With my oven, I like to put a baking sheet on the rack below the rack the bread is on. This prevents over-browning. This might not be necessary in your oven.

Bake for 30 minutes covered. This uses steam to get a crust on the bread.

Then open the oven, take the lid off the dutch oven. You can leave it in the oven or put it on the stove. Careful this is VERY hot.

Bake another 15 to 18 minutes.

Take the dutch oven out, using oven mitts or gloves. Use the mitts to take out the bread (via the parchment paper) and put it on a cooling rack or oven burner for 30 minutes (if you can wait that long).

Tada you have bread.

This bread is very forgiving and very versatile. You can throw in hard and/or soft cheeses (add more than you think), add garlic, nuts or spices, substitute whey for the water/beer, experiment with different kinds of beer, vinegar, etc. I’ve experimented with adding extras when first mixing the dough and when kneading and haven’t found a big difference other than better distribution when added in the first stage.

You can also use this same basic slow rise technique to make a decent sandwich loaf using a different pan. See the variation as the second recipe here.

Notes on ingredients/equipment:

Buy a 16 oz bag of active yeast: put it in a Mason or Bell Jar in the freezer. It will stay good for *years*. This is what I use and love: Saf Instant Red

King Arthur Bread flour is my favorite, but any flour will do. If you want to use whole wheat, use it as only part of the flour, add more liquid and expect a much denser bread.

I quite like using a cast-iron dutch oven and now have two so I can bake two loaves at once. The 3-quart size is just perfect for this. They do get heavy and you may need to move them with two hands so I *strongly* recommend oven mitts for both hands. These are what I use (a fine Christmas gift from my partner).

I find it easier to make 2 loaves at a time (even when I had only one dutch oven) as the bread freezes nicely (put it inside 2 sealed plastic bags). It’s not too much more work to make 2 or more at once than it is to make one loaf.

Chromecast, the Wonder Device, Ties Together the Little A/V System That Can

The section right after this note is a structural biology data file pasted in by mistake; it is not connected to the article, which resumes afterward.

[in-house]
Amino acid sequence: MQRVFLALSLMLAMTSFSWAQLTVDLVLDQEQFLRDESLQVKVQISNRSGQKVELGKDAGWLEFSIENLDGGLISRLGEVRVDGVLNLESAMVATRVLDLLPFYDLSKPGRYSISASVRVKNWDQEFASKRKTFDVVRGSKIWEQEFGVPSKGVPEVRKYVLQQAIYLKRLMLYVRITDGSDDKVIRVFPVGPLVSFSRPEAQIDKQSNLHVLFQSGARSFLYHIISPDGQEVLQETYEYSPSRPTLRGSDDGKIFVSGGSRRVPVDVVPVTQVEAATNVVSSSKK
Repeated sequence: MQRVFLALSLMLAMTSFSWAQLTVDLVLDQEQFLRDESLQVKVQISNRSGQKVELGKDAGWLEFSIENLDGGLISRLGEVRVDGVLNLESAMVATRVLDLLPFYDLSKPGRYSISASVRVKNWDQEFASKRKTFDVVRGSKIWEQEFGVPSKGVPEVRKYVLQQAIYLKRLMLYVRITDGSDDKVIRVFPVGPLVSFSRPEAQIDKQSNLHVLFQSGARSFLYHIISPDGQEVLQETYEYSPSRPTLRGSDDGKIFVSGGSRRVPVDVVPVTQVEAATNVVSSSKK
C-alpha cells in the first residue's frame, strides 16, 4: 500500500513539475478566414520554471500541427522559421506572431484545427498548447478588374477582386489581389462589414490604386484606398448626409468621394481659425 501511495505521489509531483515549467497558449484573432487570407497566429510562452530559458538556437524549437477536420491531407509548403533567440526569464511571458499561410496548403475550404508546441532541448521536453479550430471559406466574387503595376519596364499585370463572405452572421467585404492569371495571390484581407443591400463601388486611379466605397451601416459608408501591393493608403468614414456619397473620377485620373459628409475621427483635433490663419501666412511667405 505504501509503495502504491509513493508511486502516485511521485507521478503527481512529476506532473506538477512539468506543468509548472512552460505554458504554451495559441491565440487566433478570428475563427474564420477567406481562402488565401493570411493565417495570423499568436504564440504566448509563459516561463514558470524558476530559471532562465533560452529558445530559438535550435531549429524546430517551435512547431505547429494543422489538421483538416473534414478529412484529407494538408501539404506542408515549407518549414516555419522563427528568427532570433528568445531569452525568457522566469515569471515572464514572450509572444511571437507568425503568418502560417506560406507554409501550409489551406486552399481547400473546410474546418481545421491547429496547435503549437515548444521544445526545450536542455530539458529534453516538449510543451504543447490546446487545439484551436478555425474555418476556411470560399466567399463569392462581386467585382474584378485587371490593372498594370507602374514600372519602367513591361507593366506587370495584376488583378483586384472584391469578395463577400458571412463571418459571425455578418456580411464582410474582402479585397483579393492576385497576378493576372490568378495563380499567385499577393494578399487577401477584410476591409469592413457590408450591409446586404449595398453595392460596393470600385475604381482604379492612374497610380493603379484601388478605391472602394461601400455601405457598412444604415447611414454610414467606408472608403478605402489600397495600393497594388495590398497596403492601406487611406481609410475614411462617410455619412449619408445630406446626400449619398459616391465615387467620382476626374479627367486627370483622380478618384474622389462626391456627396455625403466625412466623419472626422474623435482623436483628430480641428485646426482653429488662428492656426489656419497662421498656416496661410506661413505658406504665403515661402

marquee-productMy dog is named Little. My living room is little. And my audio-video set-up is little.

But my dog and my A/V setup are awesome.

The awesomeness of the latter is in no small part thanks to a really nice boost from Google Chromecast. For those unfamiliar, it’s a nifty little device that plugs into your TV or monitor and allows you to stream movies and music that you control from your iPad, Chrome browser or Android-powered device.

This is a subjective Chromecast review, based on how I watch and listen to stuff. If you’ve already got a Roku or Boxee, you probably don’t need this — thought it might still be fun for traveling. I also managed to buy one of the $35 devices while Google was offering 3 months of Netflix, which I already subscribe to, so it cost me something like $20 shipped. I bought it from Google, which came with a shipping fee, but you can buy it through Amazon and get free Prime shipping.

My home A/V system is simple. I have a great little Asus 23″ LED widescreen monitor, a $25 T-class amp, a power supply for the amp, and a set of older Mission bookshelf speakers. If I were to set it up today, I’d probably go with this sub $200 Samsung TV (which would probably double OK as a monitor) and these $50 bookshelf speakers.

41n04jEFZEL (1)Previously to watch movies, I’d just hook my laptop up to the monitor via HDMI cable and using a 3.5mm to 3.5mm cable, I’d send the audio to the amp. For music, I’d attach a little Android something (either my phone or a Nexus 7) to the same 3.5mm cable.

Now the setup is a bit different. I plugged the Chromecast into the HDMI port on the back of the monitor and then ran a USB power cable for the Chromecast to the power strip. (If your monitor/TV has a more advanced HDMI port, it can power Chromecast or if your monitor/TV has powered USB ports, you can run a short cable from the dongle to the USB port to get power. My monitor had neither.)

I left the 3.5mm cable dangling from the amp, and now run a 3.5mm to RCA cable from the audio out on the monitor to the RCA in jacks on the amp. (That way I can send audio either from Chromecast or from any other source that has a 3.5mm headphone plug.)

With Chromecast, I can now select a Netflix film from my phone, and quickly throw it to the Chromecast. Chromecast takes over the job of streaming. You can then use your phone to control the playback and volume, and do whatever you like on the phone otherwise.

You can do the same with YouTube and Google Music, which makes for a nice working environment. The monitor and amp sit on the other side of the room, and I can pause, lower the volume or change tracks right from my phone. The set-up for Chromecast-enabled apps is very nice – your router isn’t streaming music to your phone which then sends it Chromecast. Instead, your phone tells Chromecast to do the streaming and your phone just acts like a remote control.

That works differently for Chrome browser tabs, which you can also throw to Chromecast. This works fine for most things, but it’s still in beta and highly dependent on your WiFi strength (there’s two hops going on).